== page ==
Tripod Reviews

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 |  Feb 23, 2017  |  0 comments

Why do tripods have three legs instead of four? There is a reason, and we’ll get to it in a moment, right after we take a long, close look at a 3 Legged Thing from across the pond. 

Jon Sienkiewicz  |  Dec 16, 2016  |  0 comments

Here are the rules: every item described herein is small enough to fit inside a reasonably normal stocking and each is something that every photographer will appreciate. Price was not part of the selection process, nor was foot size.

George Schaub  |  Sep 25, 2015  |  0 comments

The Technical Image Press Association (TIPA) member magazines recently convened for their General Assembly to vote for the best photo and imaging products launched by the industry in the last 12 months. The voting took place during the General Assembly that was held in spring 2015 in Dubai, United Arab Emirates.

Jon Sienkiewicz  |  Aug 20, 2015  |  1 comments

I’m as bad as the next guy when it comes to tripods. I know I should know better—they’re the only accessory you can buy that has the potential to improve every single picture you take. I’ve written about tripods at least a hundred times. That said, there have been too many occasions when I’ve been two-legged when I should have used three.

Jon Sienkiewicz  |  Apr 16, 2015  |  0 comments

An effective camera support that could be used as a pillow when you snooze in the back of your pickup truck in a pinch? Hard to believe? Take my word for it—this thing is as sensible as it is functional. 

Jack Neubart  |  Oct 10, 2014  |  0 comments

Whether you find yourself in the wilderness, on a tropical beach, in a river, alongside a pounding waterfall, or on the Arctic tundra, shooting wildlife, scenic views, or the night sky, your tripod must be suited to the task. The practical choices come down to metal/aluminum alloy, composite/carbon fiber, or wood. (Composite materials also include basalt, but we’ll focus on the more popular and widely available carbon fiber in this category.)

Joe Farace  |  Sep 19, 2014  |  0 comments

Like most photographers I occasionally become equipment obsessed, but sometimes even the smallest tool, something as simple and useful as a new LensPen, can make creating new images a little easier. I’ve often said that the most important piece of equipment is the one between a photographer’s ears, but creating images also requires tools. Choosing the right tool or accessory may not make the difference between a good photograph and a bad one, but may make the difference in whether or not you even try to capture it.

George Schaub  |  Dec 24, 2013  |  First Published: Nov 01, 2013  |  0 comments

The Vanguard ABEO Pro Kit starts out as a solid carbon-fiber tripod but then adds features and functions like a removable and rotatable (vertical or horizontal) center column, a pistol grip with built-in trigger release with cable attachments for many cameras, bubble levels, 80-degree leg spread, three “feet” supports (pads, spikes, and rubber), a quick-release base plate and mechanism, and etched degree settings on the center column for those who want to do precise panoramas.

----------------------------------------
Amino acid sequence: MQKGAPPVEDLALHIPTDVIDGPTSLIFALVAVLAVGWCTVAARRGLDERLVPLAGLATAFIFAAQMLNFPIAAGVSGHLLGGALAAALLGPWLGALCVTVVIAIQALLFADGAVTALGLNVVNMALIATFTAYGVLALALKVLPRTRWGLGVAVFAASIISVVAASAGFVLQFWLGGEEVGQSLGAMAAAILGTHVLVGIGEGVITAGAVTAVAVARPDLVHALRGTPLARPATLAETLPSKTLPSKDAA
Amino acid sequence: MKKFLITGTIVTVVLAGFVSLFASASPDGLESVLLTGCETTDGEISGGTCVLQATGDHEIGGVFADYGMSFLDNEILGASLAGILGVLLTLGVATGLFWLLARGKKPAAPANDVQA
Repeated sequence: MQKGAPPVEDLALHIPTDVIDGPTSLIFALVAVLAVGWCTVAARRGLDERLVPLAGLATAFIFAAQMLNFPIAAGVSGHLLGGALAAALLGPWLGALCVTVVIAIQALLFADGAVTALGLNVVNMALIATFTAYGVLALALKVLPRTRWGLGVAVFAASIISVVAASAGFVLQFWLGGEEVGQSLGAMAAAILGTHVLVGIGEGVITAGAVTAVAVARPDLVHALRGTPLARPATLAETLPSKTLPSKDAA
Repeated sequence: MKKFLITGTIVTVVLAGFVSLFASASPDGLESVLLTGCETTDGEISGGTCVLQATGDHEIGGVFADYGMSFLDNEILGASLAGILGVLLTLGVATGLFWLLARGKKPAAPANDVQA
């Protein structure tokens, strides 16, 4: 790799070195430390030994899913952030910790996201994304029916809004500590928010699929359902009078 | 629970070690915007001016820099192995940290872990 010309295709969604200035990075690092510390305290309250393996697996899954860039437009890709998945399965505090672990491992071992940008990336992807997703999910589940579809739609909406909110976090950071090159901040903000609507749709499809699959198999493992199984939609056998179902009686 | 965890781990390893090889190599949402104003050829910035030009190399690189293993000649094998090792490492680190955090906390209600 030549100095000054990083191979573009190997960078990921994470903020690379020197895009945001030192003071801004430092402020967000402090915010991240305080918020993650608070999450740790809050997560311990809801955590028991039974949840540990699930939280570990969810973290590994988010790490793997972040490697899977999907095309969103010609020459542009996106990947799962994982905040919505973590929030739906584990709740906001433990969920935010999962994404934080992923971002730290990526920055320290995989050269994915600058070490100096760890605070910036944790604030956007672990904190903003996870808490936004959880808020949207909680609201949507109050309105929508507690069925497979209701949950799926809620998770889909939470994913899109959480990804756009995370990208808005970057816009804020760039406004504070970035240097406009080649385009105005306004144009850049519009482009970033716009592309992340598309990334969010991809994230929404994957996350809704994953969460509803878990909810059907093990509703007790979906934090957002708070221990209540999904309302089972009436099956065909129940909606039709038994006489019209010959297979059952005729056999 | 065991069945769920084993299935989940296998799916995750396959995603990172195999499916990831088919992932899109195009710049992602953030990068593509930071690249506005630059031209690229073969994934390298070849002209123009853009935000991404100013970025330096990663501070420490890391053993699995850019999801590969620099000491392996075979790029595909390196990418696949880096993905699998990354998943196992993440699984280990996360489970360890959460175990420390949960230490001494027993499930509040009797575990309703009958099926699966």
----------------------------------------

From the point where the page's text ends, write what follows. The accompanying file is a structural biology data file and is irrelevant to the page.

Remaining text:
Edited by George Schaub  |  Sep 13, 2013  |  First Published: Aug 01, 2013  |  0 comments

Every year member magazines from the Technical Image Press Association (TIPA) gather to consider and vote on the top products of the year in 40 categories, ranging from cameras to tripods to software and printers. This year’s selections represent technological sophistication along with features and functionality that make them leaders in their respective categories.

Jay Miller  |  Apr 26, 2012  |  First Published: Mar 01, 2012  |  0 comments

It was with considerable dismay that I discovered, after my story on gimbal mounts appeared in a recent issue of Shutterbug, that Really Right Stuff (RRS) manufactures a gimbal mount as well; in fact, some might argue it is one of the best conventional gimbal mounts currently being offered among top-tier gimbal mount manufacturers.

 

Built primarily of CNC-machined black anodized aircraft-grade aluminum stock, RRS’s gimbal is one tough mount. And it’s also beautiful, to boot. Manufacturing quality is as good as it gets—and the postproduction finish and fit are impeccable. The custom knurled pitch lock knob for the articulated arm is solid aluminum. The custom pan knob is solid aluminum as well, but additionally has a rubber grip to facilitate rotation. Importantly, both knobs are located on the same side of the gimbal, thus facilitating access and allowing the user to release or tighten both with just one hand.

Jack Neubart  |  Mar 02, 2012  |  First Published: Jan 01, 2012  |  0 comments

Just as interchangeable lenses on an SLR each have a specific purpose or meet a certain need, the same applies to tripod heads. Even if a head comes as part of the tripod kit, you soon realize you may need to replace or supplement it. In this buyer’s guide to tripod heads we’ll look at some of the factors to consider, including budget, load considerations, applications, and matching heads to “sticks.” We’ll also look at the various types of heads available and how each can be used for very specific shooting needs.

Jay Miller  |  Feb 10, 2012  |  First Published: Jan 01, 2012  |  0 comments

I’ve been a dedicated gimbal head user for a long time. If you shoot with seriously long lenses, no other head comes close to offering a gimbal’s stability, articulation, and flexibility. Forget ball heads and anything else designed to attach long telephotos to a tripod. If you’re a big lens user and you photograph things that move, a gimbal is the only way to go.

Stan Trzoniec  |  Feb 01, 2010  |  0 comments

We have covered a wide range of tripod offerings in the past so we thought that we’d look a bit deeper into this realm with some suggestions on accessories to make the most of your tripod when on the road.